Defined as the distance from an occupied dwelling, public road, or city limits that is required to legally discharge a bow or firearm, legal discharge distances vary tremendously from state to state. Often enacted due to unfounded safety concerns, arbitrary and unnecessarily large discharge distances pose negatively impact hunter access in suburban and exurban areas. Overly restrictive discharge distances not only impact the ability of state fish and wildlife agencies to rely on hunters to manage localized overabundant wildlife populations, but may also negatively impact hunter recruitment, retention, and reactivation as well.
The distance from an occupied dwelling, public road, or city limits that is required to legally discharge a bow or firearm, varies tremendously from state to state. Originally enacted as a result of unfounded safety concerns, many states have implemented state-wide rules, while others leave such decisions to local or municipal governments. For the states and municipalities that do have such restrictions, the firearm discharge distances range from 100 feet to 1,320 feet (1/4 mile), with the most common distance being 500 feet. The discharge restrictions applicable to archery tend to be shorter, ranging from 100 feet to 660 feet. Throughout recent years there have been numerous legislative and regulatory attempts made to both shorten and lengthen these restrictions for both firearms and archery equipment.
Arbitrary and unnecessarily large discharge distances, particularly for archery hunting, pose a serious barrier to hunter access in suburban and exurban areas where localized issues with overabundant wildlife populations are most apt to occur. These restrictions negatively impact the ability of state fish and wildlife agencies to rely on hunting (widely considered the most efficient and effective wildlife management tool) to deal with these localized issues and curb the high costs of damage to automobiles, crops, and private property that they create. Damage estimates from overpopulated deer alone have been reported to exceed $4.4 billion annually, with most of these costs being driven by deer-vehicle collisions.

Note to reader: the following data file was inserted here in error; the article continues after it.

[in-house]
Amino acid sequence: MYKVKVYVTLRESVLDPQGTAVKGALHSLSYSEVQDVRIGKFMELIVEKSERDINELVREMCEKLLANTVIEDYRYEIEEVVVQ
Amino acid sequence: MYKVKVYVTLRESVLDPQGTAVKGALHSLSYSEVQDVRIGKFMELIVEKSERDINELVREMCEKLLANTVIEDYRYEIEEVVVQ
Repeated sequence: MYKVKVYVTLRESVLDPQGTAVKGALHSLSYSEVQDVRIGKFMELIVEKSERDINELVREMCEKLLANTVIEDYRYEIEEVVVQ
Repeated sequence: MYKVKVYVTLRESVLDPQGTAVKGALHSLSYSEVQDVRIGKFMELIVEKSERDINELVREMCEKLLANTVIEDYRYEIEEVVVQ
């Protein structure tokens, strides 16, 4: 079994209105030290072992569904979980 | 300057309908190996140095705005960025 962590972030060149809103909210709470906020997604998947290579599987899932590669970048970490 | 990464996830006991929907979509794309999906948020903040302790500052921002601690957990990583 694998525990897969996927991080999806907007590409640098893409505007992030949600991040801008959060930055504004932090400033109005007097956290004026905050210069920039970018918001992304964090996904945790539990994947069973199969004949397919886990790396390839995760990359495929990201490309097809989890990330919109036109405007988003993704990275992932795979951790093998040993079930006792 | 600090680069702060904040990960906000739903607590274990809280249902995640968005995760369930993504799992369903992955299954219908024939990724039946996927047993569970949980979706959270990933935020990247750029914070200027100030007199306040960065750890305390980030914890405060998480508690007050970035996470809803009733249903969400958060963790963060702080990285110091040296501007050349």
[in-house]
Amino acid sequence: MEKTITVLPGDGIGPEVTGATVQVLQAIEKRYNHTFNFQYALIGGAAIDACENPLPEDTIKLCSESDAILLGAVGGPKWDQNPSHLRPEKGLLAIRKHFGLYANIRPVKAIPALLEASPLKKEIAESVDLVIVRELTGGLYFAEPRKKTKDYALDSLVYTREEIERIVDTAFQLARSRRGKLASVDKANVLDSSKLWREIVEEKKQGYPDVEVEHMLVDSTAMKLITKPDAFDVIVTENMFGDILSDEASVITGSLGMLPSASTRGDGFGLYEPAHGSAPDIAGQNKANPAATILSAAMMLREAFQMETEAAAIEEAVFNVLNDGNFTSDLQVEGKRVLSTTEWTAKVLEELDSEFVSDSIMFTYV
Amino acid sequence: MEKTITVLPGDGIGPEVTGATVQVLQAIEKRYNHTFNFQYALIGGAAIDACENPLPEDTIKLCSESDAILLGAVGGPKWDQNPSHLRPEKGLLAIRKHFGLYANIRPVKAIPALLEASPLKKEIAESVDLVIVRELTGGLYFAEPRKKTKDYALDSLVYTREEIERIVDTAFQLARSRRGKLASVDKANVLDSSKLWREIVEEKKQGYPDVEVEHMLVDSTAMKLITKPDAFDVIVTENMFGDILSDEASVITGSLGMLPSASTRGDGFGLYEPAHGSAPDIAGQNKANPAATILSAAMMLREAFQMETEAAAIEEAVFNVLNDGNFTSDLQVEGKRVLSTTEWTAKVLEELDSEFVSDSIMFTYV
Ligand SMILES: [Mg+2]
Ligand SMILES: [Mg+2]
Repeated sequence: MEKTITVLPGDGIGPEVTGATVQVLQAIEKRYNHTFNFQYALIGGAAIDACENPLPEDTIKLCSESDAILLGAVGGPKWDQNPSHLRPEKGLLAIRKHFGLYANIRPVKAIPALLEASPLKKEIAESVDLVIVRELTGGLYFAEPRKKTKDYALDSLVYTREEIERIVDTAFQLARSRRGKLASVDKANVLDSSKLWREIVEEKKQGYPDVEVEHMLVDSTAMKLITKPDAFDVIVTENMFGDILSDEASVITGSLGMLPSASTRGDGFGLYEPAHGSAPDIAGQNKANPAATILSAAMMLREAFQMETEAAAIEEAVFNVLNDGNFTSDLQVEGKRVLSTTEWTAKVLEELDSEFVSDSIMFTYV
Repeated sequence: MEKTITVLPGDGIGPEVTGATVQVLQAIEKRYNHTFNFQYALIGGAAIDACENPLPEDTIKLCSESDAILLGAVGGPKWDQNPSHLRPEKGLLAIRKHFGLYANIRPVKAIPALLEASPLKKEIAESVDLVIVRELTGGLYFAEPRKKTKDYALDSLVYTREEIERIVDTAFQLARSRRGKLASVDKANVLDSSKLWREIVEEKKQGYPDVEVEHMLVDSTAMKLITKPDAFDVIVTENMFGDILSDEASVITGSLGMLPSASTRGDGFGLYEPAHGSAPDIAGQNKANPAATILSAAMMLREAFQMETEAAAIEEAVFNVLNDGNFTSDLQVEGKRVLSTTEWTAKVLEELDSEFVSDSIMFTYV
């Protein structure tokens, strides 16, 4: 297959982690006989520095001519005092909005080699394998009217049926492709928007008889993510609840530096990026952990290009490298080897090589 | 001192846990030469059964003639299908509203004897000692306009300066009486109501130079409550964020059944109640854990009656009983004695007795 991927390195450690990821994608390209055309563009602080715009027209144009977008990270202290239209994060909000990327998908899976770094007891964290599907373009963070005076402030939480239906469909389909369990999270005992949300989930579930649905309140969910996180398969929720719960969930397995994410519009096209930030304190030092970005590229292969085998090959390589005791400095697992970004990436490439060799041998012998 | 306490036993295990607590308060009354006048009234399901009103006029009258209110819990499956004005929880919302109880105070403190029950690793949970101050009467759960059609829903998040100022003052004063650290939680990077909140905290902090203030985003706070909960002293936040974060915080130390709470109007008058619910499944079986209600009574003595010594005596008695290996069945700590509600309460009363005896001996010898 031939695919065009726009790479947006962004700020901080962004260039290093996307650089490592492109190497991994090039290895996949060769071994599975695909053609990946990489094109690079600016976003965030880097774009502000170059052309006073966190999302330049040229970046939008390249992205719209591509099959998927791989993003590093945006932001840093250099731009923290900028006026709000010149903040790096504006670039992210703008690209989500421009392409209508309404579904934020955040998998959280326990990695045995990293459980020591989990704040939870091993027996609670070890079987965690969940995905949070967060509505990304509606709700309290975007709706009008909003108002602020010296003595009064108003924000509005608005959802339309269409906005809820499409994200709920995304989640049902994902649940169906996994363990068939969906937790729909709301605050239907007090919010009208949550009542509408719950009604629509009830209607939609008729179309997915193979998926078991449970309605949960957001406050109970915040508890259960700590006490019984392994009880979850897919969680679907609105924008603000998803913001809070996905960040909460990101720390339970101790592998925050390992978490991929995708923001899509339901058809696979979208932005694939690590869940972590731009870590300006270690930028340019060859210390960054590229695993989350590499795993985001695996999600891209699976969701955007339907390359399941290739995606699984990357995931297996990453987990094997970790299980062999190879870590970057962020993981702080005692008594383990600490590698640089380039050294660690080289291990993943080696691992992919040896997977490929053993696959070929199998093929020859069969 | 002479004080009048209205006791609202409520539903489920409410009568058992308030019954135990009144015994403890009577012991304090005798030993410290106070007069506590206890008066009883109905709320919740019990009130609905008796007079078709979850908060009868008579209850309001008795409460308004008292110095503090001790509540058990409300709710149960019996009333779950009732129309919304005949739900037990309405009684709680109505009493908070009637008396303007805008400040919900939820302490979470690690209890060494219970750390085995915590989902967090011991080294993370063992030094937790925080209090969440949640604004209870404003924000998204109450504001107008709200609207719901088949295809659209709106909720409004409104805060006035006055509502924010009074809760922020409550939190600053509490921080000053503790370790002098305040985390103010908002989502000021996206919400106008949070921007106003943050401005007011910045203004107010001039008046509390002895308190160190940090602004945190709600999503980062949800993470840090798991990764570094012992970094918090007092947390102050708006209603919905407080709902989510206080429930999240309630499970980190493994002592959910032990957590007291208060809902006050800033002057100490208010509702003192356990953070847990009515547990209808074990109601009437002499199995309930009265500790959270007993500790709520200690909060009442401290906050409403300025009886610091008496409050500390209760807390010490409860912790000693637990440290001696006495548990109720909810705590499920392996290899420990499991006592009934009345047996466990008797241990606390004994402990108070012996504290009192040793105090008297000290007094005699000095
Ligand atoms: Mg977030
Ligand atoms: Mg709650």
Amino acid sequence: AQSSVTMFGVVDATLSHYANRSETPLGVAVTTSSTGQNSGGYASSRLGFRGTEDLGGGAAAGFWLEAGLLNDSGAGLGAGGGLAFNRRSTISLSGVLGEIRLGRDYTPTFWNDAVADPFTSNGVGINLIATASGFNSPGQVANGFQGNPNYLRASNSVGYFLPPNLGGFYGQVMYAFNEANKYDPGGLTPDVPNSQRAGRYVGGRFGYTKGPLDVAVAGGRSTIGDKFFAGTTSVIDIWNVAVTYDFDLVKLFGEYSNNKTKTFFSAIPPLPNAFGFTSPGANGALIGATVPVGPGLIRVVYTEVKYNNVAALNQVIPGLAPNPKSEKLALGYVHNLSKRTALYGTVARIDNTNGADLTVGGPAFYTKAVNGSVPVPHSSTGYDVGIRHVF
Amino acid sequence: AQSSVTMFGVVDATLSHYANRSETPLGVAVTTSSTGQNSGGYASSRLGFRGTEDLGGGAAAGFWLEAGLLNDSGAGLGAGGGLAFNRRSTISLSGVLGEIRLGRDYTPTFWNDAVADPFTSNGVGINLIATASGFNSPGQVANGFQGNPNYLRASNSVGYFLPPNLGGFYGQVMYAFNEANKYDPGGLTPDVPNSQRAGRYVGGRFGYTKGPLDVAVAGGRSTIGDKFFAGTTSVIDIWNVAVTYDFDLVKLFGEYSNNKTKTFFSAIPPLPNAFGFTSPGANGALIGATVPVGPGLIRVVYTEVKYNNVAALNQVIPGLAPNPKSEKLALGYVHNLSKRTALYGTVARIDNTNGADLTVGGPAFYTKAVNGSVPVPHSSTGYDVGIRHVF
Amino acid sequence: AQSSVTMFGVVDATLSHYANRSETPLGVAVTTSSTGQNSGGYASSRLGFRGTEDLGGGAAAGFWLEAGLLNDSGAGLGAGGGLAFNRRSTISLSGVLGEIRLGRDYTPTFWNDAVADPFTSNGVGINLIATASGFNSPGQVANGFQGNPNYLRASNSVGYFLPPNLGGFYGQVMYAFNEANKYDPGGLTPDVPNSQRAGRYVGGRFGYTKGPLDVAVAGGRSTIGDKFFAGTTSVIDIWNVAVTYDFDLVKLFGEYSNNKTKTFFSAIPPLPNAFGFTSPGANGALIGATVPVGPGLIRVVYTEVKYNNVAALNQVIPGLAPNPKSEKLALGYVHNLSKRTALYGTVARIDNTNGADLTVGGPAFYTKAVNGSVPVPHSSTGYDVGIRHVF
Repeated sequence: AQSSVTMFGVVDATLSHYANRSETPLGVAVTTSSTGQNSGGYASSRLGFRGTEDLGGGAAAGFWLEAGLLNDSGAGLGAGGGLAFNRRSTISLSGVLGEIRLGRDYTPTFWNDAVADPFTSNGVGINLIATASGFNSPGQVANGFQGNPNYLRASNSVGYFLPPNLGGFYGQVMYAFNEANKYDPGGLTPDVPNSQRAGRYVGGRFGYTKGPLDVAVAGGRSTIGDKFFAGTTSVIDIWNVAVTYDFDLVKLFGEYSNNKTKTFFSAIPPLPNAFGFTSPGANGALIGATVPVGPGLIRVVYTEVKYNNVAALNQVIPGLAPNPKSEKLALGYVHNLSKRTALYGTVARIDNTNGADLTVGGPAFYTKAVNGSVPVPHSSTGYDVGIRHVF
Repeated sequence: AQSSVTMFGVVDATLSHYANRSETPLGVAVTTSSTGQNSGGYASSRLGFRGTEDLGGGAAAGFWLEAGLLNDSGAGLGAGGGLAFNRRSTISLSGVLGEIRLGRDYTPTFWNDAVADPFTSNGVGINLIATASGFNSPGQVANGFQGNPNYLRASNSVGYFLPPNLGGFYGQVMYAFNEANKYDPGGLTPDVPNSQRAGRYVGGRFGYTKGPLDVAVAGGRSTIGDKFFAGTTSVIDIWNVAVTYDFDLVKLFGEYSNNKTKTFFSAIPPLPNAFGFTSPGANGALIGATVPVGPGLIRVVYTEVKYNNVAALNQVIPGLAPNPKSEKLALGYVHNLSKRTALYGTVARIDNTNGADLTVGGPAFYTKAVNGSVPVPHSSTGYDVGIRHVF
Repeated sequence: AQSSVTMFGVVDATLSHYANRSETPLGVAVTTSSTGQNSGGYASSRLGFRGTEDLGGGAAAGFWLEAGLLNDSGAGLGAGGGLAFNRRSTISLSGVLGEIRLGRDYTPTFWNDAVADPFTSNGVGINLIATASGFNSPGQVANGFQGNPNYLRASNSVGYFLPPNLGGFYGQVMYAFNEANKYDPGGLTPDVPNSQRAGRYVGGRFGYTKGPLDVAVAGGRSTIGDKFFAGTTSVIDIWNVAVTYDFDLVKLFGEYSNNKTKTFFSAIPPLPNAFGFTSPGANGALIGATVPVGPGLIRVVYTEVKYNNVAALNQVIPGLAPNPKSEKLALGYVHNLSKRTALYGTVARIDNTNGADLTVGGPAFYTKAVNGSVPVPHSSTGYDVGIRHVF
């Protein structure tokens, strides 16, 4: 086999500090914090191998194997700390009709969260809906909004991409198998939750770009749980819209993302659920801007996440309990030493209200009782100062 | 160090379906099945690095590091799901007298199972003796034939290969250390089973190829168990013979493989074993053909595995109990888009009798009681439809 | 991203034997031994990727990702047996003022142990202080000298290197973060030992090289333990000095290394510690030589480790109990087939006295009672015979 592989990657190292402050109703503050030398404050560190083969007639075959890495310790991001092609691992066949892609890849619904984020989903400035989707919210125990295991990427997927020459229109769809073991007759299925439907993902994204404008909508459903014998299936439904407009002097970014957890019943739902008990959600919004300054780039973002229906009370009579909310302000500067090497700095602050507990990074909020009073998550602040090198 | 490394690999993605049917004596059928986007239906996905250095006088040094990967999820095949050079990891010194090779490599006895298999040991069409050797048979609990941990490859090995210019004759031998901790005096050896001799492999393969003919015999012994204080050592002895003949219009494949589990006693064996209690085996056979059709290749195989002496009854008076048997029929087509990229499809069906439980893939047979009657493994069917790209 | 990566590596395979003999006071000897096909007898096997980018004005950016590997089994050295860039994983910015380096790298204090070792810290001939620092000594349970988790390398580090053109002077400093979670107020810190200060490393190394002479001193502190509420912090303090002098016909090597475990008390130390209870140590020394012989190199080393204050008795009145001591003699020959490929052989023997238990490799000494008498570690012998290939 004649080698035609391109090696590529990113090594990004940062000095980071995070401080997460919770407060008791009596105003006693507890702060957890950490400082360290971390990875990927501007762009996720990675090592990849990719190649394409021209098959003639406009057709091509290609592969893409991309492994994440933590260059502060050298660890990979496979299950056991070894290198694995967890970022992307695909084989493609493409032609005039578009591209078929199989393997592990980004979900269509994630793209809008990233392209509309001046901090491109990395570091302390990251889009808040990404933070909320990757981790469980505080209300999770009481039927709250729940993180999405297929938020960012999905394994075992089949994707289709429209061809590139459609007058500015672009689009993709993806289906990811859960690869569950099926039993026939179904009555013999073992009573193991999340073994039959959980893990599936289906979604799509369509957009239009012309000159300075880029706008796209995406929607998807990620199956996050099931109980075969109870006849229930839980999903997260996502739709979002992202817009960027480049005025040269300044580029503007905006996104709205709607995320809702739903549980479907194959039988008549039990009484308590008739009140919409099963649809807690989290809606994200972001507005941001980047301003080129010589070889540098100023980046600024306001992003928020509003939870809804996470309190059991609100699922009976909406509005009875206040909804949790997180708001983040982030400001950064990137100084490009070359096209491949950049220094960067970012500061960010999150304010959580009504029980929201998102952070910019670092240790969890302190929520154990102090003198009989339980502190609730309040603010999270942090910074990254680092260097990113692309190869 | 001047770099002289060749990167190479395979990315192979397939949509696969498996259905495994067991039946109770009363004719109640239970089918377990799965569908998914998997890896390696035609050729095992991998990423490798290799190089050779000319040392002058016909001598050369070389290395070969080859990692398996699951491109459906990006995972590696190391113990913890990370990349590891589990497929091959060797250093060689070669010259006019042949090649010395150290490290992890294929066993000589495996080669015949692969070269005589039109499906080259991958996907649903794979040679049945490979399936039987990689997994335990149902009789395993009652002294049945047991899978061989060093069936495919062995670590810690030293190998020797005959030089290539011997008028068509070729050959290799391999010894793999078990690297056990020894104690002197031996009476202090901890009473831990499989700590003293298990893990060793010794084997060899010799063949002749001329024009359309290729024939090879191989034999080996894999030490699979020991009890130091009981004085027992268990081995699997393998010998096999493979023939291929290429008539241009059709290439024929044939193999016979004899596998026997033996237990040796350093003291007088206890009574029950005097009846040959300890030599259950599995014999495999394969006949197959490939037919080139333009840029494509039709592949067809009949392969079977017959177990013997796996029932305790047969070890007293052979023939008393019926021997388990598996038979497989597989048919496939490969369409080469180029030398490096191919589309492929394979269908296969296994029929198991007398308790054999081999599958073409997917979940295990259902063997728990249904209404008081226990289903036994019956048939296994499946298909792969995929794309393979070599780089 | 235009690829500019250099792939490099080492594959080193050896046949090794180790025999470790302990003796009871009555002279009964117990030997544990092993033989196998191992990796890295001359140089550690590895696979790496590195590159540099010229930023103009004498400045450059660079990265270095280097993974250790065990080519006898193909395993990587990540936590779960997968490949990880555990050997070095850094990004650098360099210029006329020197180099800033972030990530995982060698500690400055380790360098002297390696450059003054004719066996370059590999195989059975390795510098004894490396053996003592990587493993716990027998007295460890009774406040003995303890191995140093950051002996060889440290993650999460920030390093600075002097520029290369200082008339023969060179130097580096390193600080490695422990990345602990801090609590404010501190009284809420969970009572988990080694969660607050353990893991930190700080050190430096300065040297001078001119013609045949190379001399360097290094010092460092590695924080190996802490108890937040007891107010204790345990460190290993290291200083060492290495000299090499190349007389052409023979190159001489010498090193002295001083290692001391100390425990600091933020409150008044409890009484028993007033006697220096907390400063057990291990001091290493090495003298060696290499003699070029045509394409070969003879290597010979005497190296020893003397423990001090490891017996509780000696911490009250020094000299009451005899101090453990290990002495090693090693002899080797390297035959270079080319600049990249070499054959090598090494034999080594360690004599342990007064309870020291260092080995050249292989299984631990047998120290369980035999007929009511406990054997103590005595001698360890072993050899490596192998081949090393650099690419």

Not only do these restrictions impact the ability of hunters to help resolve localized issues stemming from overabundant wildlife, but they potentially may negatively impact hunter recruitment, retention, and reactivation efforts. Other than lack of interest and time, which aren’t influenced by policy decisions, lack of access is the most prevalent reason for which sportsmen and women stop participating in hunting. Therefore, reducing or eliminating these discharge distance restrictions, where feasible, will help encourage participation in hunting, and will also provide increased state-level conservation funding through the American System of Conservation Funding.
Points of Interest
The discharge distance for both firearms and archery equipment in New York was set at 500 feet in 1957. Provisions to the state’s budget in 2014 lowered the discharge distance for bows to 150 feet, and crossbows to 250 feet, significantly expanding access for archery hunters.
“Safe zones” extending 500 feet from an occupied dwelling encompass 18.02 acres of land in which hunting then becomes prohibited without landowner permission. However, a circle with a 150-foot radius only closes off access to 1.62 acres of land.
Arizona has opened up 1.86 million acres to hunt with firearms after passing Senate Bill 1334, which transferred the authority to regulate the take of wildlife from municipalities and counties to the Commission, thereby eliminating previous discharge restrictions that were in place.
According to a recent report by the National Shooting Sports Foundation, hunting with firearms is one of the safest activities in America, with billiards being the only sport holding a lower rate of injury.
Increased access as a result of reduced discharge distance restrictions will not only provide state fish and wildlife agencies with more management flexibility for localized wildlife overpopulation concerns, but will also potentially increase hunting participation thereby providing more money to state-level conservation efforts through the American System of Conservation Funding. State policymakers are encouraged to carefully evaluate present restrictions on discharge distances and to work to reduce or eliminate unnecessarily large or arbitrary restrictions where they exist.
For more information on this issue please contact: Brent Miller (202) 543-6850 x13; firstname.lastname@example.org.
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A key component of the American System of Conservation Funding, the Pittman- Robertson Act directs excise taxes on firearms, ammo, and archery equipment to wildlife conservation. Since its inception in 1937 the Act has generated more than $12 billion towards conservation. However, there has been a loss of 5 million hunters in the past decade. One proposed solution to help fund conservation is to dedicate lottery proceeds for conservation purposes. Would you support this effort in your state?Vote Here
- Yes. (87.50%)
- No, only sportsmen and women should fund conservation. (12.50%)
- No, I support alternative funding mechanisms, but not lottery funds. (0.00%)
- Unsure. (0.00%)